NYT Well Blog Posts on “Writing Your Way to Happiness”

In Tara Parker-Pope’s recent NYT Well Blog post, “Writing Your Way to Happiness,” she explains the well-known benefits of expressive writing and explores new research, which seems to suggest that the “power of writing—and then rewriting—your personal story can lead to behavioral changes and improve happiness.”

The “concept,” Parker-Pope explains, “is based on the idea that we all have a personal narrative that shapes our view of the world and ourselves.” The problem, however, is that our “inner voice” does not always get these narratives right; sometimes our perceptions of ourselves are inaccurate and overly negative. But, she suggests “some researchers believe that by writing and then editing our own stories, we can change our perceptions of ourselves.”

Paker-Pope summarizes an early study conducted by Duke University in which academically struggling freshman who worried about their grades and questioned whether they were as fit for the demands of college life as their colleagues were divided into intervention and control groups. The students in the intervention group were asked to watch videos of upperclassmen explaining that they struggled during their first years of college, but that they eventually learned the skills they needed to succeed.

The hope of the study was that these students would learn from the videos of the upperclassmen and edit or revise their own stories; instead of thinking that they were not cut out for college, the researchers hoped that the struggling students would see themselves as students still developing their academic skills. As it turns out, the writing intervention helped and the students in the intervention group who had “undergone the story-changing intervention” by rewriting their personal narratives improved their grade point averages and became less likely to drop out of school (Parker-Pope).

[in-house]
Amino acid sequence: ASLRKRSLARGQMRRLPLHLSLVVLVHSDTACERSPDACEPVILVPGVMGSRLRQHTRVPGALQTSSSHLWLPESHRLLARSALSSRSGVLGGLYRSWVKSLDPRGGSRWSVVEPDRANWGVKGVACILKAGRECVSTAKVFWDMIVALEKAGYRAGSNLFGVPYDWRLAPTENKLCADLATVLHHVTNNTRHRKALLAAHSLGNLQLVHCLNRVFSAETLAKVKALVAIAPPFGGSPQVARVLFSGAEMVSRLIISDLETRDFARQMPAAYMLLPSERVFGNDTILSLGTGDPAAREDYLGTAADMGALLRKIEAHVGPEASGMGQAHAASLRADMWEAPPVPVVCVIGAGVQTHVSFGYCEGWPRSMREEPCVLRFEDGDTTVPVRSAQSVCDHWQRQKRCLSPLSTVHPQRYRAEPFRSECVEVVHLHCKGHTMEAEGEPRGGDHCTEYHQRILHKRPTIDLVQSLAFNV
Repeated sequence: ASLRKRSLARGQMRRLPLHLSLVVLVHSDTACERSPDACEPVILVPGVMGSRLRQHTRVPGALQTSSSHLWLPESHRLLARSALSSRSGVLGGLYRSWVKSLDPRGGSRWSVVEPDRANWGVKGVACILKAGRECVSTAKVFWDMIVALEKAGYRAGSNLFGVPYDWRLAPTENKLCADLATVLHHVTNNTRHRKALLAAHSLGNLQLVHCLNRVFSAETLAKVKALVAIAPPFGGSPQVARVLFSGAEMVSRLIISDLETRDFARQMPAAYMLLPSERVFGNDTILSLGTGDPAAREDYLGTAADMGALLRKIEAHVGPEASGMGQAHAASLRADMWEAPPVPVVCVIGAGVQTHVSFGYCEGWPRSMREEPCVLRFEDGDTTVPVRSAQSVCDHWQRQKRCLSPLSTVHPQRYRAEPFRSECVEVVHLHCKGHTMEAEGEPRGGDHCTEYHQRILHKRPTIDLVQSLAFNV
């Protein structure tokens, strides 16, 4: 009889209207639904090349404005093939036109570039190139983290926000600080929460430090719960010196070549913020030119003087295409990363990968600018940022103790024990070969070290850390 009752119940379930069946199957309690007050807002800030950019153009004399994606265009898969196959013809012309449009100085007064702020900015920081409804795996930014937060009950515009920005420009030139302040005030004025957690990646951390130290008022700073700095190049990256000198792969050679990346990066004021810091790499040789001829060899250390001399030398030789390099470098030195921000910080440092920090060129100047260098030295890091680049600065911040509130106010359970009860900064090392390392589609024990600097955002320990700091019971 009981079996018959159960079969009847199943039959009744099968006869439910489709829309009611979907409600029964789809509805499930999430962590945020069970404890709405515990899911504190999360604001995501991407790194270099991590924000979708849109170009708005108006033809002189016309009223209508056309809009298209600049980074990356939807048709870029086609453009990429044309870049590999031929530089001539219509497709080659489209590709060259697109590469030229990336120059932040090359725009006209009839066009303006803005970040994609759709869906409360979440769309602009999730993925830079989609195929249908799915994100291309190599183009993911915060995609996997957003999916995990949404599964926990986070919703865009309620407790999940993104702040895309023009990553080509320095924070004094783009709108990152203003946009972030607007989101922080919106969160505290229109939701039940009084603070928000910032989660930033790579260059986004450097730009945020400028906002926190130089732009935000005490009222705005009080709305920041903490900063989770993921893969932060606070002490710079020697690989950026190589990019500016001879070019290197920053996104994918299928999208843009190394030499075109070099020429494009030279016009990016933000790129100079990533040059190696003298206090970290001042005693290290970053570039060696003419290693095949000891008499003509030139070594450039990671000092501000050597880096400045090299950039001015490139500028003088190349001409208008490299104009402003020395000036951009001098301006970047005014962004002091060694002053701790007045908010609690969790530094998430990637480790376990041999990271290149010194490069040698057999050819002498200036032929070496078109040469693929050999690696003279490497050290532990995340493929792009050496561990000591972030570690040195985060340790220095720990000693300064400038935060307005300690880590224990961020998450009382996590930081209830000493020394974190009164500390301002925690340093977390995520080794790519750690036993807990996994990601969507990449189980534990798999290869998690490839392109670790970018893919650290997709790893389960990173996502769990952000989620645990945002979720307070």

Parker-Pope also cites Timothy D. Wilson of the University of Virginia who suggests that, “these writing interventions can really nudge people from a self-defeating way of thinking into a more optimistic cycle that reinforces itself.” His book, “Redirect: Changing the Stories We Live By” was released in paperback this month, January 2015.


James Pennebaker, who Parker-Pope points out is a leader in the work on the psychological benefits of expressive writing, has even more faith in the power of expressive writing. Pennebaker thinks of expressive writing as “a life course correction,” a medium that can help people change the direction of their lives. For example, one of Pennebaker’s studies suggests that students who write for 15 minutes a day about important personal issues report “fewer illnesses and visits to the student health center” (Parker-Pope).

Parker-Pope’s piece, and Pennebaker’s study in particular, reminds me of the importance of expressive writing for artists and writers. Julia Cameron’s “The Artist’s Way” has been helping artists and writers overcome their inner critics and tap into their creative promise for decades. One of the core practices of Cameron’s course is to write what she calls, “morning pages”–three pages of text–every morning without fail. By writing “morning pages” Cameron believes that artists and writers can tap into the most creative parts of their minds before their censors wake up for the day and tell them to stop believing in themselves and their projects.

Cameron’s “morning pages” are a structured version of Elbow’s “free-writing” exercises. Elbow asks students to write for ten minutes without stopping if they are stuck in a challenging place in their written work, for example. Both practices use the powers of expressive writing to help people move past their inner voices and limited beliefs about themselves and their work.


Perhaps we can add Wilson’s concept of “writing interventions” and Pennebaker’s “course correction” to think more about the power of expressive writing. Science is beginning to tell us that these writing practices are powerful, that they not only help us overcome obstacles created by our critical inner voices and produce more work, but also help us change our stories, reimagining who we are, and who we might become. Powerful.

Thank you to Tara Parker-Pope for returning expressive writing to the center of the conversation.

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